Listen and Act – 1 Samuel 3.1-20 & John 1.43-51

January 18, 2015 – 2nd Sunday after Epiphany

Have you ever had the experience of someone really listening to you? Listening to you deeply? For a lot of us it’s kind of rare because listening is a hard assignment.

On the face of it, listening seems so simple. You stop using your mouth and you start using your ears. Only, most of us would rather talk than listen. And even when we stop talking, there is typically a big conversation going on in our heads that makes it hard to hear what the other person is saying. Then there’s the tendency of many of us to start planning out what we’re going to say while the person you are supposedly listening to is talking. Not to mention all the distractions of the television being on, a text coming in, an email arriving, or even the phone ringing. Which means there isn’t a lot of listening going on.

So if you have had the experience of someone really listening to you, you know it’s kind of rare. And can be remarkable when it happens. And scary too. Scary because deep listening may let you hear something in yourself you didn’t know was there or didn’t want to know was there. But that kind of listening can also liberate and free you to hear what you really need to hear and to know what you really need to know and to do what you you really need to do.

The story about Samuel and Eli is about seeing and about listening. In their day the text tells us, the word of God was rare. Visions were not widespread. The old priest Eli’s eyesight was diminishing and he could not see. But, the story says, the lamp of God had not yet gone out. Literally, the lamp of God in the temple was still lit. Metaphorically, there was still the possibility that a vision from God could be seen.

On this particular night that we hear about in 1 Samuel 3, Eli was lying down in his room and Samuel was lying down in the temple where the ark of God was—where the very presence of God was located. The night is interrupted with someone calling “Samuel!” For those of you who know the up and down nature of the night that often comes with older age, it could very well be that Samuel was used to getting up in the night to help Eli. So Samuel runs in to Eli to see what he needed. But it’s not Eli who called him. This exchange happens three times until Eli perceives that it is God who is calling Samuel. So Eli instructs Samuel to go back and lie down and when Samuel hears his name called again, he is to say “Speak, for your servant is listening.” The story tells us God came and stood there and again called Samuel. Samuel responded as Eli instructed him. “Speak, for you servant is listening.” And then the hard news comes. God will remove Eli and his sons from the priestly role because of their neglect and abuse of what God had entrusted to them.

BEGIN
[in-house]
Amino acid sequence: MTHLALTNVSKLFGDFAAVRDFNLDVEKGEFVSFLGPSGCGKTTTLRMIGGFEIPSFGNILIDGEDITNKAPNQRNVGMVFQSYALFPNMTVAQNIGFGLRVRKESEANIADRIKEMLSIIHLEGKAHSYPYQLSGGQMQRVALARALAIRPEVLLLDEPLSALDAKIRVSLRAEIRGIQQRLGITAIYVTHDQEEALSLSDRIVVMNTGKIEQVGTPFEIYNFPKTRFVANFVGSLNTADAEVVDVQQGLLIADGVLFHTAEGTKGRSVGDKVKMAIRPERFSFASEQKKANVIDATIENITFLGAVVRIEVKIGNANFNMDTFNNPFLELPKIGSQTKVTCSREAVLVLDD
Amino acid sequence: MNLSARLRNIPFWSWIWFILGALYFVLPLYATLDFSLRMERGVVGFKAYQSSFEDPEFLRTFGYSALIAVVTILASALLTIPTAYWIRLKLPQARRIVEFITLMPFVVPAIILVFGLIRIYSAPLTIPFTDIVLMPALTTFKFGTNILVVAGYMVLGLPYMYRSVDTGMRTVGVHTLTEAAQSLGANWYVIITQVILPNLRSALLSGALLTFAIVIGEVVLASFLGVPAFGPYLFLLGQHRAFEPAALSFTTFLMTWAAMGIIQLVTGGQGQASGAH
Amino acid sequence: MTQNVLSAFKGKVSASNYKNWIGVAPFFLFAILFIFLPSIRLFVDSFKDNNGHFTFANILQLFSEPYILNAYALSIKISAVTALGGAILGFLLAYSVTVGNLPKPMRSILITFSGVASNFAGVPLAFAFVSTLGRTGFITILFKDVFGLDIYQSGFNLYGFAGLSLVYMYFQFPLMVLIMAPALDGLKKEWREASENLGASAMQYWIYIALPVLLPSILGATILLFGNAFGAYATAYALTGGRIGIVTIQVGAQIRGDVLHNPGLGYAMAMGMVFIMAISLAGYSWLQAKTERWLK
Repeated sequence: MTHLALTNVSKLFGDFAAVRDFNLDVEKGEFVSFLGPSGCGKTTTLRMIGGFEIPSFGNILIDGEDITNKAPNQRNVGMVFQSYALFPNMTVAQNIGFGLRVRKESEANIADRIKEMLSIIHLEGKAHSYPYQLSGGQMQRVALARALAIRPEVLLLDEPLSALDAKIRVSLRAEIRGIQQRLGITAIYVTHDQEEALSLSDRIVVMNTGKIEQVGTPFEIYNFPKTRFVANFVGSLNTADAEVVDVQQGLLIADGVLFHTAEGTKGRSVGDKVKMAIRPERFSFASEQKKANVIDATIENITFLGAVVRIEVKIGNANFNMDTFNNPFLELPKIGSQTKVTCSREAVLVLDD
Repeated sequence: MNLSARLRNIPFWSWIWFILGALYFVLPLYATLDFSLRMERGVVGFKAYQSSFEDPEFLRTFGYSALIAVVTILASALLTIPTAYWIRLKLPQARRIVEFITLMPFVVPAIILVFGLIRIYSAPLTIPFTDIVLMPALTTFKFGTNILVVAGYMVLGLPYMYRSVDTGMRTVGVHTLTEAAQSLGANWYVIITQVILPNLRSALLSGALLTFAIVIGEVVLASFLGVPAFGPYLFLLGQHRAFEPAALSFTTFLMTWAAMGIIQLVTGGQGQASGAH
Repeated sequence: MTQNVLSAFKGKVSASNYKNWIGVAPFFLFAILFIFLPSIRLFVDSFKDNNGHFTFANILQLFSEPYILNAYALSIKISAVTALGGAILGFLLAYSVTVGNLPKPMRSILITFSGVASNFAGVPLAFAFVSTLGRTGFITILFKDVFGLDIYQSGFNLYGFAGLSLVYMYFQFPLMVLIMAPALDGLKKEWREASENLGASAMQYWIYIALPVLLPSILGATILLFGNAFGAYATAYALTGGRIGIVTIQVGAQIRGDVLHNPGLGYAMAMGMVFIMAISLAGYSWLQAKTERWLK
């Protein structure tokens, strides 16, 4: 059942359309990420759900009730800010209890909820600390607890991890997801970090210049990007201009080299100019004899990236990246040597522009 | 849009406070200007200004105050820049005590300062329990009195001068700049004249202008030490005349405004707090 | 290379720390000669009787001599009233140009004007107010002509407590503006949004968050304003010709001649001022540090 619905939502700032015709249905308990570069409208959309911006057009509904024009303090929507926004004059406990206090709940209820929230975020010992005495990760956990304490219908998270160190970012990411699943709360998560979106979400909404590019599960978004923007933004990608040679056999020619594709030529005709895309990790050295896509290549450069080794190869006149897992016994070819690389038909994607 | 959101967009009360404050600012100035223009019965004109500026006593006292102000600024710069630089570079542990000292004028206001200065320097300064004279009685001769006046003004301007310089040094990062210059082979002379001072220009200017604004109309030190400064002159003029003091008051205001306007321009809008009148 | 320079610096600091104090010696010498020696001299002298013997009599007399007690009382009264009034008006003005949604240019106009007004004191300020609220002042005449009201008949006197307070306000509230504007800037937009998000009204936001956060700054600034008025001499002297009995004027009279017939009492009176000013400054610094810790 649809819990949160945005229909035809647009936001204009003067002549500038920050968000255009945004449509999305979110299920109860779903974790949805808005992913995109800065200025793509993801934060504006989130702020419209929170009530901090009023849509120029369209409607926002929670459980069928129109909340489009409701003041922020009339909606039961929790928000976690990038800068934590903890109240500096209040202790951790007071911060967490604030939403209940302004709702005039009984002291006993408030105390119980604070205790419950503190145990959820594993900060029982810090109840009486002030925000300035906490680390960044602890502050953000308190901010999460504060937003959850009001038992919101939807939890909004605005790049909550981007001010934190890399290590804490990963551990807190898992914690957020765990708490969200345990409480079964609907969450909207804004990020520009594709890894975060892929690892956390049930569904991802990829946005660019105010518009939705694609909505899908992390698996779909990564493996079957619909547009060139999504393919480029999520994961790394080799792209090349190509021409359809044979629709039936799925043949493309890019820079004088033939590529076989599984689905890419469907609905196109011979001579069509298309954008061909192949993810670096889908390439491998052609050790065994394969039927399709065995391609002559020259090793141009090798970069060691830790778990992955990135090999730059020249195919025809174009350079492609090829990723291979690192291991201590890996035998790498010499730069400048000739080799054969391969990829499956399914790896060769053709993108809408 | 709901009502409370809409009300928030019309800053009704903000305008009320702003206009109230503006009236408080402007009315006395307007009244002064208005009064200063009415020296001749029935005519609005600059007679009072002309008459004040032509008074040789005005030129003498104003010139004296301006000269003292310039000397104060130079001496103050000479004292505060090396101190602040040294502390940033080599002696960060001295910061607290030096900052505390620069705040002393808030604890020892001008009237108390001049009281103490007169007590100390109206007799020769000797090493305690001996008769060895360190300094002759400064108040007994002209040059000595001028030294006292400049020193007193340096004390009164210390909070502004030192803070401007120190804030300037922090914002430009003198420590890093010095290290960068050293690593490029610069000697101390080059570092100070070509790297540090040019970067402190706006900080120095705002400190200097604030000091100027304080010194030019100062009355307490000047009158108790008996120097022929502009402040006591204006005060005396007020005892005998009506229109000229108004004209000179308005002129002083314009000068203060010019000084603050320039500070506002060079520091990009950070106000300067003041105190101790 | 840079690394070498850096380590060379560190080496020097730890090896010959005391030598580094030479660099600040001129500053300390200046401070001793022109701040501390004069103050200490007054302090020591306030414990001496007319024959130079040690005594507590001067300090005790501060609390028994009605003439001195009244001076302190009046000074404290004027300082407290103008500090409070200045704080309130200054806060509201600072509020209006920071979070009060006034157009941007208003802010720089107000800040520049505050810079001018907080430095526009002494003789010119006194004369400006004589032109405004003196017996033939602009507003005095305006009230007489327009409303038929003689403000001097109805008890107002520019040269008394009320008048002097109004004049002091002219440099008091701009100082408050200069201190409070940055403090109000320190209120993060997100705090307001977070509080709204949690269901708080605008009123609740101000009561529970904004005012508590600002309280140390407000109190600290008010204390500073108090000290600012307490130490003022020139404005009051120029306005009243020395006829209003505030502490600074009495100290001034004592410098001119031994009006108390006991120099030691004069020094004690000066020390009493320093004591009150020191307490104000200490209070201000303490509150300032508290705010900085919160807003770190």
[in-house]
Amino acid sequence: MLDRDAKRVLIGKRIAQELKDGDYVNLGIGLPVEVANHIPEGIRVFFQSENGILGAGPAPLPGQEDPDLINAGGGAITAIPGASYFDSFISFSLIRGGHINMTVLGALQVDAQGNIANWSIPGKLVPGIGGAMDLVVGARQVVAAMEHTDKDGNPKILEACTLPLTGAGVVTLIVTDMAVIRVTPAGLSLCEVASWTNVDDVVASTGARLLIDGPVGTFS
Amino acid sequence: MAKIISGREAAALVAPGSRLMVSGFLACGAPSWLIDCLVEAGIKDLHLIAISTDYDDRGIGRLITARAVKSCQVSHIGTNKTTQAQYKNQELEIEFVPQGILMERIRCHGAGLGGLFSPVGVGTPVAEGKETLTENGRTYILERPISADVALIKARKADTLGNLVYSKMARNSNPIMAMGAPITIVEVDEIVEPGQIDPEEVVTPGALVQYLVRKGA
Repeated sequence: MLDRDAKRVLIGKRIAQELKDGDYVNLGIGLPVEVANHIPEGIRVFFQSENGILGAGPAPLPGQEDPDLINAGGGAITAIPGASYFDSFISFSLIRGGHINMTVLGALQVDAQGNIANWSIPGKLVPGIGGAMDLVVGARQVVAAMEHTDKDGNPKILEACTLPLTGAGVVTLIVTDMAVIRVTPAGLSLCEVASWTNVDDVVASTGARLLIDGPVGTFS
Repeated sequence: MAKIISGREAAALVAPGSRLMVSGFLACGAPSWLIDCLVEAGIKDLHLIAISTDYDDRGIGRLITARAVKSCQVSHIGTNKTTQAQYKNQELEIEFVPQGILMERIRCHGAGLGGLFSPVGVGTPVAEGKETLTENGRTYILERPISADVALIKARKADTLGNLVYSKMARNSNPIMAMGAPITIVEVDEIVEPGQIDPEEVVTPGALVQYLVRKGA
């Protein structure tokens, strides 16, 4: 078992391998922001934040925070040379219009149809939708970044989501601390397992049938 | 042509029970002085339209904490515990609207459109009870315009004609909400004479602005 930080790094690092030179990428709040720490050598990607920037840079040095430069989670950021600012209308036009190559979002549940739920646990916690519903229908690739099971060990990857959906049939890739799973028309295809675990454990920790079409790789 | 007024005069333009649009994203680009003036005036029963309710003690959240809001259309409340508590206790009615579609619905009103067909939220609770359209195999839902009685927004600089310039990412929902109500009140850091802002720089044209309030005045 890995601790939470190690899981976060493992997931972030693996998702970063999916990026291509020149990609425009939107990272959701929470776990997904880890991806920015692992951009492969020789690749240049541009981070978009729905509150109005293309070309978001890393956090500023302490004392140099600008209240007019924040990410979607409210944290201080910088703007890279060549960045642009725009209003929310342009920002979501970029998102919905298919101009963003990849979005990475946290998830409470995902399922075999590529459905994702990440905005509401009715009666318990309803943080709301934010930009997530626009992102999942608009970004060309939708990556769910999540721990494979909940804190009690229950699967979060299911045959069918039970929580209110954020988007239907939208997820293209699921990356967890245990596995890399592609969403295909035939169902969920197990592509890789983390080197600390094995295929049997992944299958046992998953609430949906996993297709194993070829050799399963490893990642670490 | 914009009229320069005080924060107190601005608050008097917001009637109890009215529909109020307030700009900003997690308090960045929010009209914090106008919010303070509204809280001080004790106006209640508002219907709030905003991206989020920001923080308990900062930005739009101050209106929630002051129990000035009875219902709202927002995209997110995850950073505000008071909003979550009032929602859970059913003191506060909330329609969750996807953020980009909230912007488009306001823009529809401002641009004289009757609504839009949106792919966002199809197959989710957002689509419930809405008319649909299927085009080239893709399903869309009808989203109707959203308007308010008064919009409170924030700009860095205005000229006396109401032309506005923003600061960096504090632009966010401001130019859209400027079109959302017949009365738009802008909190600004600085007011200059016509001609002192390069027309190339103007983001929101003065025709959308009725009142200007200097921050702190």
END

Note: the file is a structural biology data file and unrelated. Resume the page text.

Samuel likely lies awake all night wondering how he is going to tell this to Eli—or how he will hide it from him. In the morning, he goes about his routine to open the doors to the temple and then Eli wants to know what Samuel heard from God in the night. Eli wants the truth. So Samuel tells him what God said.

In the story, what God said to Samuel is called a vision. It’s an interesting merging of vision—which we typically associate with seeing—and words—which we associate with hearing. Just like the combination of physical details of Eli’s diminished eyesight and the light of God in the temple combines with Samuel hearing his name being called.

And then the story tells us that as Samuel grew up, God was with him and none of his words fell to the ground—all of his words were trustworthy and true. And God continued to to reveal God’s self to Samuel through the word of God.

One person I read this week said a prophet has only two tools: ears and lips.[1] Tools for listening and tools for speaking.

We typically refer to this story as the call of Samuel. Except in this story, unlike many stories of people being called by God, there is no sending. There’s no commissioning. God calls Samuel to hear what God is about to do. Johanna Bos in her commentary on the books of First and Second Samuel says that the name Samuel has roots in the Hebrew word that means “to listen.” There is a lot about listening in this story about Samuel. “Listening” Johanna writes, “underlies Samuel’s openness to hear God and his capacity to continue to listen to God’s word so that he, Samuel, can speak the word to God’s people.”[2]

Ears and lips. Listening and speaking.

Samuel didn’t have the distraction from tech devices that keep us from listening well, but he certainly had the distraction of his own mind and I’m sure the pressure to skew the word of God toward the different political and theological interests of his time. In the bible we hear mostly about the prophets who did speak the word of God but there were also prophets who spoke the word of the highest bidder and the word of the most alluring party whose rewards could be experienced by tweaking the message to favor them. Those were the false prophets. Samuel had to develop a capacity to listen carefully and deeply in order to discern the true word of God that could easily get lost in the enticing weeds of so many other words.